On January 15 this year, Mary Barra became the first female CEO of a major global automaker when she took on the role at General Motors, taking over from her predecessor, Dan Akerson.
This itself is a great feat for female leaders, but what makes Barra’s appointment even more interesting is that she’s one of the few CEOs who worked her way up through human resources.
Before her appointment as CEO, Barra served as executive VP of global product development and purchasing & supply chain, but before this she was vice president of global human resources.
I have no doubt people in the HR space have rejoiced Barra’s new role – it proves HR people can make the jump to CEO and it also signifies great news for HR within GM – but it’s important to remember this career path is rare.
Just because you started in HR doesn’t mean you can always become CEO, of course, and there a few things we can learn about this career path from Barra:
She has an MBA
According to GM’s website, Barra graduated with an MBA from the Stanford Graduate School of Business, proving MBA’s still have the most amount of pull for senior leadership positions, particularly from elite universities.
She spent years understanding her core expertise and using it throughout the business
Barra’s background is engineering, which is obviously perfect for GM. But having taken up multiple roles within the company, she proved she can use her expertise in the field throughout many different areas – from plant manager, to operations engineering, to global HR, to global supply chain and global product development, thenCEO.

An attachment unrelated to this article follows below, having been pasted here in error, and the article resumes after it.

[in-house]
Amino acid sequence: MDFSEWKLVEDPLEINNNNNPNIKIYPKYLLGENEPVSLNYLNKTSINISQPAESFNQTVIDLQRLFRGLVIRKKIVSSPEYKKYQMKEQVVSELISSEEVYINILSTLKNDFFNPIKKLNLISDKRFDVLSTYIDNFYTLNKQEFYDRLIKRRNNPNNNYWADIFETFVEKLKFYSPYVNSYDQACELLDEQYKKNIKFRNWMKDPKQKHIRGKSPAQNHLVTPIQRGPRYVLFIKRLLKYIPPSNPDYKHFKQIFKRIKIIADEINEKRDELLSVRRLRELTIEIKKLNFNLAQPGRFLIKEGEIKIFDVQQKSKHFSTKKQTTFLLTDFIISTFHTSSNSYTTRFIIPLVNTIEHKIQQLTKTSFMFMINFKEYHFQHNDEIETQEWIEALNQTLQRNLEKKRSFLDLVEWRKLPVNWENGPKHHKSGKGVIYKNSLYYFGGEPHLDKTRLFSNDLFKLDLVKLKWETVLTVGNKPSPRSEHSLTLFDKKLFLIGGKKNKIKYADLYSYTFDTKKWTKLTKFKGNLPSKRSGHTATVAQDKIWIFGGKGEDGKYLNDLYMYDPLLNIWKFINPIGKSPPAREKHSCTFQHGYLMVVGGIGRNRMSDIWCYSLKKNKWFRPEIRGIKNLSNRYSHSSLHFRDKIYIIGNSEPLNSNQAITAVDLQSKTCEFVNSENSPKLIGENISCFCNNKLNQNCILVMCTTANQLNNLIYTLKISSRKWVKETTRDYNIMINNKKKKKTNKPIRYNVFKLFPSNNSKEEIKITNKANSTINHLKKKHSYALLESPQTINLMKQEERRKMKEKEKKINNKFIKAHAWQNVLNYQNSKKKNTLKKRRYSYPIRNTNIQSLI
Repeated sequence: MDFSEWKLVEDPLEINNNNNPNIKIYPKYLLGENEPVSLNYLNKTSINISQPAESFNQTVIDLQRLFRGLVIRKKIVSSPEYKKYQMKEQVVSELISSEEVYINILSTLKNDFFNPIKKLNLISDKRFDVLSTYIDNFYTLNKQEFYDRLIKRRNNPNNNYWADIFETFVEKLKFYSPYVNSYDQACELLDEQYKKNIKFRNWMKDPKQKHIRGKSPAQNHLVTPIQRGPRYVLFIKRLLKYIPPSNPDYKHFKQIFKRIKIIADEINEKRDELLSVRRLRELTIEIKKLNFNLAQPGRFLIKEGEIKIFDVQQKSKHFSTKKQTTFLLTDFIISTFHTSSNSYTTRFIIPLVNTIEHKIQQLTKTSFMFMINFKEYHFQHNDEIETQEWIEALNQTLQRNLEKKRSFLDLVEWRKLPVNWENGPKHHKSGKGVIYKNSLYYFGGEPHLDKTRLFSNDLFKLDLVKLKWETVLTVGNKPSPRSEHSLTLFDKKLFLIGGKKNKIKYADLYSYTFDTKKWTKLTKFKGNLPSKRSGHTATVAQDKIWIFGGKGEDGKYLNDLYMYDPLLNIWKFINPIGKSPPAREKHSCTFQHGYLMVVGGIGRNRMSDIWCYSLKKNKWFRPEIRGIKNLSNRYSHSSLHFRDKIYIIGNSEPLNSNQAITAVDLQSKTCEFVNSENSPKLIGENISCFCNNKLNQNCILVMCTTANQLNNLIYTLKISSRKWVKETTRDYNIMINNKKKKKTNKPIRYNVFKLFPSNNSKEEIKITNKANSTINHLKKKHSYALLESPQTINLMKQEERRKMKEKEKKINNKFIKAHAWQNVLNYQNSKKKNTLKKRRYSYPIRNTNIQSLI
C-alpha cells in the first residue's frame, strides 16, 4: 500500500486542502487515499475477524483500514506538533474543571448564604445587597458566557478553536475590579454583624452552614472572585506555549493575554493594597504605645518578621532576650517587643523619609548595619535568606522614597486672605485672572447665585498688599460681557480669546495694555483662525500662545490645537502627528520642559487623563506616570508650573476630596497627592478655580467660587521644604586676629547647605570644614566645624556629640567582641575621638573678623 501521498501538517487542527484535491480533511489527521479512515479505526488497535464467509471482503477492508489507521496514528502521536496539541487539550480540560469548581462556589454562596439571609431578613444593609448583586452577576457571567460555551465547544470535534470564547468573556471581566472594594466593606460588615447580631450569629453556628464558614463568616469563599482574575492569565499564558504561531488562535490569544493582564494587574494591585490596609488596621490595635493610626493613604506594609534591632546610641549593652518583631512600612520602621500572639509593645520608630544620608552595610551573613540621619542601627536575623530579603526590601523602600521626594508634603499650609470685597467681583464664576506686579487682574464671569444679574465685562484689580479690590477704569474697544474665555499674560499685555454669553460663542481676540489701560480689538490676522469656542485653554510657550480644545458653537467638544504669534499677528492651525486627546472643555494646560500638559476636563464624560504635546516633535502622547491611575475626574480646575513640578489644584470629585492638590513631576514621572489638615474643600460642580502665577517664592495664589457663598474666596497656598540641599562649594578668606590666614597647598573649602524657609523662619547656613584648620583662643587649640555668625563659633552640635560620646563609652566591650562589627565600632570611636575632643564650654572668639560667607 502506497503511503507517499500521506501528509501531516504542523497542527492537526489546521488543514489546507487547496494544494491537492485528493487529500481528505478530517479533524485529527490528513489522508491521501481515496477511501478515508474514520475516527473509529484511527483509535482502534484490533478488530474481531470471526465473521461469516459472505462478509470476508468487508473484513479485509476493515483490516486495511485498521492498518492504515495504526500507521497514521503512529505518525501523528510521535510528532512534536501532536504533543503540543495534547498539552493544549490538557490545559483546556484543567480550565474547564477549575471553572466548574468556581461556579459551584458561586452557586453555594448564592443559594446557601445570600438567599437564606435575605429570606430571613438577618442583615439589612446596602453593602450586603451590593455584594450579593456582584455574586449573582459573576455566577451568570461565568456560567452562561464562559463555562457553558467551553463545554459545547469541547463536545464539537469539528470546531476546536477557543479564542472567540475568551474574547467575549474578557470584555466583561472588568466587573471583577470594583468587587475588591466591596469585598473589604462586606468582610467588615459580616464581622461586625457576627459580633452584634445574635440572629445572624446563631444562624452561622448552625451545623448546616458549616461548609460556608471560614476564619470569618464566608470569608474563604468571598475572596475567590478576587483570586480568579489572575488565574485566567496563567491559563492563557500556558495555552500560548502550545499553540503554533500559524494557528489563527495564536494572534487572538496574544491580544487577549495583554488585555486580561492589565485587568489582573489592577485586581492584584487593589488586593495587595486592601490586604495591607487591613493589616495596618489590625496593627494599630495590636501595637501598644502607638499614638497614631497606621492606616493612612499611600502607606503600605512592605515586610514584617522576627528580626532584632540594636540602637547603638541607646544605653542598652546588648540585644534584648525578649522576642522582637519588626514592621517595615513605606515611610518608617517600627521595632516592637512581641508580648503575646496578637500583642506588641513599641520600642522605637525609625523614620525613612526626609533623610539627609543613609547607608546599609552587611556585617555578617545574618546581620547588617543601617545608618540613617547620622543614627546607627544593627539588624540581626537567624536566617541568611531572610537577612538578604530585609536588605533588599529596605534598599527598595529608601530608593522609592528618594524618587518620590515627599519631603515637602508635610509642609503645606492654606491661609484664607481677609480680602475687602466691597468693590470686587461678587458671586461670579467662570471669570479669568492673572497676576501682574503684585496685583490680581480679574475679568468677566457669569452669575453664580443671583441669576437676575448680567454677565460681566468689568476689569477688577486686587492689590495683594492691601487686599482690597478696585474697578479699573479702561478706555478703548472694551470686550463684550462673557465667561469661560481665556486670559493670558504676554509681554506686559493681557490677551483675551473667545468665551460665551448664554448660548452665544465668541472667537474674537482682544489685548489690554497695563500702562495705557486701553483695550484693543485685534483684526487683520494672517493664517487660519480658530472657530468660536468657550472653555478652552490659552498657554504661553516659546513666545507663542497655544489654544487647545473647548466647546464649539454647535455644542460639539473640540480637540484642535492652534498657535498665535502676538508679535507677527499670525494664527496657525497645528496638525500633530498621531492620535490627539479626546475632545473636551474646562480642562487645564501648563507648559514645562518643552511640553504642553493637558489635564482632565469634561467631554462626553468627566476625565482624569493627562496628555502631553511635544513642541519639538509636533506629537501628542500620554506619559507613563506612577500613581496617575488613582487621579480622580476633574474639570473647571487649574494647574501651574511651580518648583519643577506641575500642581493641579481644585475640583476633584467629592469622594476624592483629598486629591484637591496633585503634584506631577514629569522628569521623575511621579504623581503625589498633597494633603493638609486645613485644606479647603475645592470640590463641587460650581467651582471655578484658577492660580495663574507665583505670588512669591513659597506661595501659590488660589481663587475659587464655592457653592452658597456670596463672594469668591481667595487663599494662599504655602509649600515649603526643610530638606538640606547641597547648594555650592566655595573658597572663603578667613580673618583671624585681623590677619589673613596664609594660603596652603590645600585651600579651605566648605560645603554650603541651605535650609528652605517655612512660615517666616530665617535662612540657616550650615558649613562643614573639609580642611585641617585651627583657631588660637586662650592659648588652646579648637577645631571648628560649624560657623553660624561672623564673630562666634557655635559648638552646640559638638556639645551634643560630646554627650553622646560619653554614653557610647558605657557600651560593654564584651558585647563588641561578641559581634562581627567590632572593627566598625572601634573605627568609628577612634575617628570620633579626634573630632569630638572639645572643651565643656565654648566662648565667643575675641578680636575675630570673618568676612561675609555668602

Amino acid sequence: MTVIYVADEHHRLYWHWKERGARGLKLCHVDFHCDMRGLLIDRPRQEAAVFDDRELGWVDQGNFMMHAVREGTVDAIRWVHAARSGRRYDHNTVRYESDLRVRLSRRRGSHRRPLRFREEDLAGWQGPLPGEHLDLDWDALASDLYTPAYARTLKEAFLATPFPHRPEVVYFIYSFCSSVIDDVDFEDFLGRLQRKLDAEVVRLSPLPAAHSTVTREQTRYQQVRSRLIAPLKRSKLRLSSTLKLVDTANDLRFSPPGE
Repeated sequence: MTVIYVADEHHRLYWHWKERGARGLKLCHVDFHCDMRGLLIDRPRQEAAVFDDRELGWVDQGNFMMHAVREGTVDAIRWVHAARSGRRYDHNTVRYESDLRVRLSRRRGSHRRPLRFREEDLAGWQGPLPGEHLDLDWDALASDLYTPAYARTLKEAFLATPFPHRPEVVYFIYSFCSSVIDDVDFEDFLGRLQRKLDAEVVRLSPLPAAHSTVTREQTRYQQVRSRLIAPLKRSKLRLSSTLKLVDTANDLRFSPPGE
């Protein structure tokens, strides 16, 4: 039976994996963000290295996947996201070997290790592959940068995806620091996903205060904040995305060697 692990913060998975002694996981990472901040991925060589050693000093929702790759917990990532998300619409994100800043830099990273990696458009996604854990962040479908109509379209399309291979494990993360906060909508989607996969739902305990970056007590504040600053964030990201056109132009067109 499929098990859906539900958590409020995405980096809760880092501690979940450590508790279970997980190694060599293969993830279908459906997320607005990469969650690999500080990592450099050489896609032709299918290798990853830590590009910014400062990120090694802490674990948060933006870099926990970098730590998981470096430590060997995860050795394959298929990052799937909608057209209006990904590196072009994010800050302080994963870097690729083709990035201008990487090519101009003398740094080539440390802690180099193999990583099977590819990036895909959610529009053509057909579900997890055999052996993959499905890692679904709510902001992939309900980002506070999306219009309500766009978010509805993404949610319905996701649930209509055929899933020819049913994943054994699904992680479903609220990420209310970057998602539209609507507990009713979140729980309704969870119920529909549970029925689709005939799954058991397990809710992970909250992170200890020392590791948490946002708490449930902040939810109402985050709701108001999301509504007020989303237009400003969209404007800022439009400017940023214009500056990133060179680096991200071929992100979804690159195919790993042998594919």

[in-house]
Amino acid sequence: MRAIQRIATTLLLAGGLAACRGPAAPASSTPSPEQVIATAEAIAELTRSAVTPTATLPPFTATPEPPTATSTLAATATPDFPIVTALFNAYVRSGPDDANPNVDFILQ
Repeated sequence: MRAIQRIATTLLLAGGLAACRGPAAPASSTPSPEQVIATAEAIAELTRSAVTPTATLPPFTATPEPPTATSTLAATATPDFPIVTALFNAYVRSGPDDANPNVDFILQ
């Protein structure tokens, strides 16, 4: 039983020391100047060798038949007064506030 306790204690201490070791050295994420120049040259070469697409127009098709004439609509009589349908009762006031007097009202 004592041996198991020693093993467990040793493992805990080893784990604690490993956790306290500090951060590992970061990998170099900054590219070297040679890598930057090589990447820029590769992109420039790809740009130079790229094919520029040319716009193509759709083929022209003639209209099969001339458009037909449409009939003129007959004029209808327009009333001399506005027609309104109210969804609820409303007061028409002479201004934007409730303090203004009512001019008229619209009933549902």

If you’ve got a skill that reflects the very essence of your company’s business, then figure out where else you can use that skill to gain more experience.
She didn’t stay in HR for too long
While it’s important to note Barra spent some time in HR – which no doubt helped her attain the position to succeed Akerson – it’s equally as important to realise that she didn’t get comfortable there.
According to a Washington Post article, Barra’s two years in HR came as a critical time for GM – during the bankruptcy filing - which would have given her a great opportunity to understand the corporate structure, as well has the exposure to senior leaders across the organisation.
It’s likely she took what she learned in this time and proved she could apply it in other parts of the business.